As the vast majority of technical results is only available in natural languages, an important component of our Artificial Intelligence strategy is the development of tools for natural language processing to help collect, analyse and process data originally available in conventional language format.

Our tools can collect, process and extract information from scientific publications and other technical documentation to be used in our collaborative ontology engineering environment, in our analytics software and in our machine learning tools.

Key innovations are developed methodologies, techniques and tools for dealing with the document structure and language used in nanotechnologies. Another innovation is dependency parsing of nanotechnology documents.

Syntactic parsing of natural language has witnessed great progress over the last decade and a lot of focus has been recently given to dependency parsing methods. Dependencies are direct relations between two words that provide a simple, intuitive representation of various syntactic relationships. Furthermore, it is direct to encode predicate structures on top a dependency tree, with dependencies that connect predicates to their arguments and indicate the semantic role that arguments play in the predicates.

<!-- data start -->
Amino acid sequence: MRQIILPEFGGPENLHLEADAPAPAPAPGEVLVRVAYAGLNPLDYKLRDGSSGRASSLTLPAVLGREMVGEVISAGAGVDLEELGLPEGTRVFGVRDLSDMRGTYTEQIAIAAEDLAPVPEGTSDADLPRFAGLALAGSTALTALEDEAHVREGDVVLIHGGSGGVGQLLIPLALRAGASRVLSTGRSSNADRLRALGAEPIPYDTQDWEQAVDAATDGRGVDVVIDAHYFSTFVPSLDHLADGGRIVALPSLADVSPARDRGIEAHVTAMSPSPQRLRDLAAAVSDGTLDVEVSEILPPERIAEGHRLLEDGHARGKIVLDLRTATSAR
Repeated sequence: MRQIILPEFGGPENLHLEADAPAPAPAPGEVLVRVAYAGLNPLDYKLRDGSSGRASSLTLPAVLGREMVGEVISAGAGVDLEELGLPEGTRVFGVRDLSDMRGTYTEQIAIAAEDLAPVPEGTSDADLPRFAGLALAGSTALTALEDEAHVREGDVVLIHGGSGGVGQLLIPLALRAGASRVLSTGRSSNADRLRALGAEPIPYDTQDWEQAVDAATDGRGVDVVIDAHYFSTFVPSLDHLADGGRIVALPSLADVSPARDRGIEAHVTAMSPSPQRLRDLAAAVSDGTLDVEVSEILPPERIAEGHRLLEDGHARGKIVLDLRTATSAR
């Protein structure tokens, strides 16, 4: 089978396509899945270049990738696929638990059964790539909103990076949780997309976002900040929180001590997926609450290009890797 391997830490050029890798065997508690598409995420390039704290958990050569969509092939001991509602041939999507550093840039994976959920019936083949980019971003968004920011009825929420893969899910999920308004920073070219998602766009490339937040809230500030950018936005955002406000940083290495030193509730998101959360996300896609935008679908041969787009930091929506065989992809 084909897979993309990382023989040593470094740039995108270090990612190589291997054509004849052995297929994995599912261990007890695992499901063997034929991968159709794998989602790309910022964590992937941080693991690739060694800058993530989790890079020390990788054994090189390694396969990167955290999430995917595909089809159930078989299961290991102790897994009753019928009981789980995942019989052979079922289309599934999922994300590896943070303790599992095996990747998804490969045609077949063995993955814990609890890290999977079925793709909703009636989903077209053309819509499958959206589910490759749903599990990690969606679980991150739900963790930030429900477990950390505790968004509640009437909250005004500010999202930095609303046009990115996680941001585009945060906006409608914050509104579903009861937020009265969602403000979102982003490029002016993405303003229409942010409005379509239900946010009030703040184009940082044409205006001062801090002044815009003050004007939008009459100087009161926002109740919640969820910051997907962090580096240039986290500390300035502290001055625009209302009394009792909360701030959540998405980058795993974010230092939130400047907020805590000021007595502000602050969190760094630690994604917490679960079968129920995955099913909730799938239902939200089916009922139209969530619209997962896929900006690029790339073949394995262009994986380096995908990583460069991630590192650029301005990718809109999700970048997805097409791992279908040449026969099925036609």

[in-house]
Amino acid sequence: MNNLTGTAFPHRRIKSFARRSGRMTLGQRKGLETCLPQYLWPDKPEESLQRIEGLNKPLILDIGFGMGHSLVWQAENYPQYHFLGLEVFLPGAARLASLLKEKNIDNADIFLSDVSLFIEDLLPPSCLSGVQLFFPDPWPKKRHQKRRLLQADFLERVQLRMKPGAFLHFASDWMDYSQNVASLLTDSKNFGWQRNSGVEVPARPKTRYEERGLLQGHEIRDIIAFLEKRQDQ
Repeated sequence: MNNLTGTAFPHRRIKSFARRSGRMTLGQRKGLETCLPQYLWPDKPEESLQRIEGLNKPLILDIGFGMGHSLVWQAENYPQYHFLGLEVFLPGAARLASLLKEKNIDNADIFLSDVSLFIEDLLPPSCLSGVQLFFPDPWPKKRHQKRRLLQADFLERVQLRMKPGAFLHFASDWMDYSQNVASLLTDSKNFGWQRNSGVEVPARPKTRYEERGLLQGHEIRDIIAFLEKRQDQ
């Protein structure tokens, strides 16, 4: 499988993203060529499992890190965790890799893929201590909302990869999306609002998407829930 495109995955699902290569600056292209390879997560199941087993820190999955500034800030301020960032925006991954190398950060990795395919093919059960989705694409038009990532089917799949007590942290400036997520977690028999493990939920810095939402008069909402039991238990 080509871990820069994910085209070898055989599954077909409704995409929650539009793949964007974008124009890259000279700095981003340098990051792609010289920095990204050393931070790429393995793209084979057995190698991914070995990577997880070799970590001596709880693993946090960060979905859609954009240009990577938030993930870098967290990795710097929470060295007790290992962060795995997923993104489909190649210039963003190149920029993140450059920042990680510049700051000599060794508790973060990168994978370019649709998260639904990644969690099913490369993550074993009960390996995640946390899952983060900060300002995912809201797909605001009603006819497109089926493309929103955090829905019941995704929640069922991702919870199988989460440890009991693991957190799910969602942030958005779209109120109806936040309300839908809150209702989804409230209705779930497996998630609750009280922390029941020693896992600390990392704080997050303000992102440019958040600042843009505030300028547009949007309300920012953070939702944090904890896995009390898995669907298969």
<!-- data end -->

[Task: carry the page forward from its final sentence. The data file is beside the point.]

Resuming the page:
Computationally, dependency methods have efficient parsing algorithms, both for calculating the best dependency tree of a sentence or to extract a compact distribution of the grammatical and semantic relations of a sentence. The application to nanotechnology documents is being thoroughly investigated.

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Image Courtesy A. Dzurak, University of New South Wales

NQCG's primary research interest is the realization of quantum simulators capable of complex computations in the fields of nanoscience and continuum mechanics.